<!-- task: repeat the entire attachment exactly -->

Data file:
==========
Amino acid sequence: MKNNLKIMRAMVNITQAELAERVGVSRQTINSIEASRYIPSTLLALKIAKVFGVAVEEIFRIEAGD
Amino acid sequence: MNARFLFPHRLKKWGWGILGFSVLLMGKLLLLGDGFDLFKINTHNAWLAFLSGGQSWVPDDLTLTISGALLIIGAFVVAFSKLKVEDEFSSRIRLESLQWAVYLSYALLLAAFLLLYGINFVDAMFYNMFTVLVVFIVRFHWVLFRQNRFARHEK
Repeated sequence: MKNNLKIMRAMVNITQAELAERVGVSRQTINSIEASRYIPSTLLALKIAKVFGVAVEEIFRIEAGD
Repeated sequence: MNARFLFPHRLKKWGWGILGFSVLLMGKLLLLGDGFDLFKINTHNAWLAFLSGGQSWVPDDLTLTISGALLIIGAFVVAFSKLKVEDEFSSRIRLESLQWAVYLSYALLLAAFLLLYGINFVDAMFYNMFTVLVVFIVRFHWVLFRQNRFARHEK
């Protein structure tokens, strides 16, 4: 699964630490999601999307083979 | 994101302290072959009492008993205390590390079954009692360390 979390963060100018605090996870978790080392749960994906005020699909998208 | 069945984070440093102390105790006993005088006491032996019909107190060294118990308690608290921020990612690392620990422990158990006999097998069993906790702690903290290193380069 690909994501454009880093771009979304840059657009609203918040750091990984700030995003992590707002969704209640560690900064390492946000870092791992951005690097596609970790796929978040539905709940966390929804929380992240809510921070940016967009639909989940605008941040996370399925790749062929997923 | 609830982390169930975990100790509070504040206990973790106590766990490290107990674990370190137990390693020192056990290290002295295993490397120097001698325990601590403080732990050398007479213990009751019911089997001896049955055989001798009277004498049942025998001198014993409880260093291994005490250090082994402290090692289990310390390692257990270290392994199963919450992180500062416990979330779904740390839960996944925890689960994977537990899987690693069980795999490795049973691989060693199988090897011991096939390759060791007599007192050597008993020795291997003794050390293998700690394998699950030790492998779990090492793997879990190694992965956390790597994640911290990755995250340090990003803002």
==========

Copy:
Amino acid sequence: MKNNLKIMRAMVNITQAELAERVGVSRQTINSIEASRYIPSTLLALKIAKVFGVAVEEIFRIEAGD
Amino acid sequence: MNARFLFPHRLKKWGWGILGFSVLLMGKLLLLGDGFDLFKINTHNAWLAFLSGGQSWVPDDLTLTISGALLIIGAFVVAFSKLKVEDEFSSRIRLESLQWAVYLSYALLLAAFLLLYGINFVDAMFYNMFTVLVVFIVRFHWVLFRQNRFARHEK
Repeated sequence: MKNNLKIMRAMVNITQAELAERVGVSRQTINSIEASRYIPSTLLALKIAKVFGVAVEEIFRIEAGD
Repeated sequence: MNARFLFPHRLKKWGWGILGFSVLLMGKLLLLGDGFDLFKINTHNAWLAFLSGGQSWVPDDLTLTISGALLIIGAFVVAFSKLKVEDEFSSRIRLESLQWAVYLSYALLLAAFLLLYGINFVDAMFYNMFTVLVVFIVRFHWVLFRQNRFARHEK
């Protein structure tokens, strides 16, 4: 699964630490999601999307083979 | 994101302290072959009492008993205390590390079954009692360390 979390963060100018605090996870978790080392749960994906005020699909998208 | 069945984070440093102390105790006993005088006491032996019909107190060294118990308690608290921020990612690392620990422990158990006999097998069993906790702690903290290193380069 690909994501454009880093771009979304840059657009609203918040750091990984700030995003992590707002969704209640560690900064390492946000870092791992951005690097596609970790796929978040539905709940966390929804929380992240809510921070940016967009639909989940605008941040996370399925790749062929997923 | 609830982390169930975990100790509070504040206990973790106590766990490290107990674990370190137990390693020192056990290290002295295993490397120097001698325990601590403080732990050398007479213990009751019911089997001896049955055989001798009277004498049942025998001198014993409880260093291994005490250090082994402290090692289990310390390692257990270290392994199963919450992180500062416990979330779904740390839960996944925890689960994977537990899987690693069980795999490795049973691989060693199988090897011991096939390759060791007599007192050597008993020795291997003794050390293998700690394998699950030790492998779990090492793997879990190694992965956390790597994640911290990755995250340090990003803002």